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Conference Evaluates Mars Express Results

Here’s an image of the possible Martian pack ice, taken by Mars Express’ High Resolution Stereo Camera (HRSC), which is imaging the entire planet in full colour, 3-D and with a resolution of about 10 metres. The 3-D capability allows us to see Martian topography in unprecedented detail. Look here for other extraordinarily detailed images.

Area of suspected Martian seaThis image, taken by the High Resolution Stereo Camera (HRSC) on board ESA’s Mars Express spacecraft, during orbit 32, shows what appears to be a dust-covered frozen sea near the Martian equator. It shows a flat plain, part of the Elysium Planitia. The scene is a few tens of kilometres across, centred on latitude 5º North and longitude 150º East. Credits: ESA/DLR/FU Berlin (G. Neukum)

Meanwhile, findings from Mars Express were discussed in a news conference on the 25th. To say the session was packed with news is an understatement: we have not only the possible pack ice but discussions of Martian methane and formaledhyde and their significance for the hunt for life, as well as much on volcanic and geological activity (some of it evidently recent, according to ESA). The six instruments on Mars Express have had quite a year. You can read more on what each has discovered in this ESA press release.

Also announced at the session were the results of a poll of many of the 250 Mars experts present. 75 percent of them said no when asked whether life could be present on Mars today, though when asked whether life might once have existed on the Red Planet, 75 percent said yes. The above image — and the presence of methane in the atmosphere — remain provocative. Surely the demand for a sample return mission will continue to grow.

Comments on this entry are closed.

  • ljk June 12, 2007, 14:58

    Model Methanogens


    “University of Arkansas researchers have tested the
    methane production of three different types of
    microorganisms in different soil types that resemble
    those found on Mars to test the possibility of these
    soils harboring life.”

  • ljk April 24, 2009, 15:14

    April 23, 2009

    Life Beyond Earth in 10 Years or Less?

    Written by Anne Minard

    Illustration credit: Robert McCall

    Peter Smith feels pretty certain we’ll be finding life on Mars within the next decade.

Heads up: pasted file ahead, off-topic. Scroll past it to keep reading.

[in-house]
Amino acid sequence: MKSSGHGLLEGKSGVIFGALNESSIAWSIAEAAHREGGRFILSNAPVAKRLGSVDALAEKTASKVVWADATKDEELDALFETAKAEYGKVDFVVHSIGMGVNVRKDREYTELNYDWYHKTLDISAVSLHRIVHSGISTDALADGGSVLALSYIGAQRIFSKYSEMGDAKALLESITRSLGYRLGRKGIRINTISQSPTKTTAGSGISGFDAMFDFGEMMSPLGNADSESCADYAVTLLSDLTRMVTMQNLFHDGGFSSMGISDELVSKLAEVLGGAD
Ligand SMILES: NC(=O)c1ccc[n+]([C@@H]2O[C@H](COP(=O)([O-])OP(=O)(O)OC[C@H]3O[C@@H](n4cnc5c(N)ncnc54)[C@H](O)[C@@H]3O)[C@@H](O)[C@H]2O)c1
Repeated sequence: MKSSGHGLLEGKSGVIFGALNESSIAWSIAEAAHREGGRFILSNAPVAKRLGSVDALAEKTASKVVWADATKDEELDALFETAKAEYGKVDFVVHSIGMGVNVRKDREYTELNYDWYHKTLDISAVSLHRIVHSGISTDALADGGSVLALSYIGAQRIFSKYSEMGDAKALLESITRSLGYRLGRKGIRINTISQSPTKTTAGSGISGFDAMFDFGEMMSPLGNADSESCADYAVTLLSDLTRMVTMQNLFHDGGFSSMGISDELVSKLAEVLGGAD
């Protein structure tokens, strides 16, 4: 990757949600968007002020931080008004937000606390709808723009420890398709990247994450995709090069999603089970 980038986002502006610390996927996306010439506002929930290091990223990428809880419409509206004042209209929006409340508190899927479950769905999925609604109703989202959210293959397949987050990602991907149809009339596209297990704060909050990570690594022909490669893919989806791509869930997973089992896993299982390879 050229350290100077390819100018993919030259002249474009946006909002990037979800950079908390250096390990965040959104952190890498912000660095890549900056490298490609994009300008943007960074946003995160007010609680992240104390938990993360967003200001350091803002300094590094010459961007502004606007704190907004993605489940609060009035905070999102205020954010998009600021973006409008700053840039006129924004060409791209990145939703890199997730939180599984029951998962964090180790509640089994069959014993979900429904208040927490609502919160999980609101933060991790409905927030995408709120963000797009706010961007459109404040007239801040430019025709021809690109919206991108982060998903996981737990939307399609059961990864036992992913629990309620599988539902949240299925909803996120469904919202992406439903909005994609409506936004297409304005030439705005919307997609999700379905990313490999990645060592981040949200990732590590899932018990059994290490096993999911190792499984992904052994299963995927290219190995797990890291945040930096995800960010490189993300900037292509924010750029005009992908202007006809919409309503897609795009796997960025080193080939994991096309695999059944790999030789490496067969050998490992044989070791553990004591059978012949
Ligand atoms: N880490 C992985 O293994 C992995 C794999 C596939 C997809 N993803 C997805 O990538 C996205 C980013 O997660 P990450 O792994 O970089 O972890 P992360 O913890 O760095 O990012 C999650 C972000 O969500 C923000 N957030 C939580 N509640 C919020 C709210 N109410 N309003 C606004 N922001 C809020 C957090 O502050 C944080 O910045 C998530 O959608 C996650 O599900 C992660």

Smith, the University of Arizona professor who led NASA’s Phoenix Mars Mission, made his predictions to a spellbound audience during a lecture at the University of Delaware earlier this month, and he discussed his ideas by phone on Thursday.

    He carries a “sense of optimism” about finding life on Mars, he said, because of the tantalizing clues Phoenix sent to Earth.

    “Finding life on Mars would be one of the great discoveries of all time,” he said. “We’re not that far away. The next mission could be the one.”

    Full article here:


  • ljk May 21, 2009, 10:07

    May 20, 2009

    A Benevolent Sort of Asteroid Bombardment?

    Written by Anne Minard

    Celestial impacts can bring life as well as wipe it out, say the authors of a new study out of the University of Colorado at Boulder.

    A case in point: the bombardment of Earth nearly 4 billion years ago by asteroids as large as Kansas would not have had the firepower to extinguish potential early life on the planet and may even have given it a boost.

    In a new paper in the journal Nature, Oleg Abramov and Stephen Mojzsis report on their study of impact evidence from lunar samples, meteorites and the pockmarked surfaces of the inner planets. The evidence paints a picture of a violent environment in the solar system during the Hadean Eon 4.5 to 3.8 billion years ago, particularly through a cataclysmic event known as the Late Heavy Bombardment about 3.9 million years ago.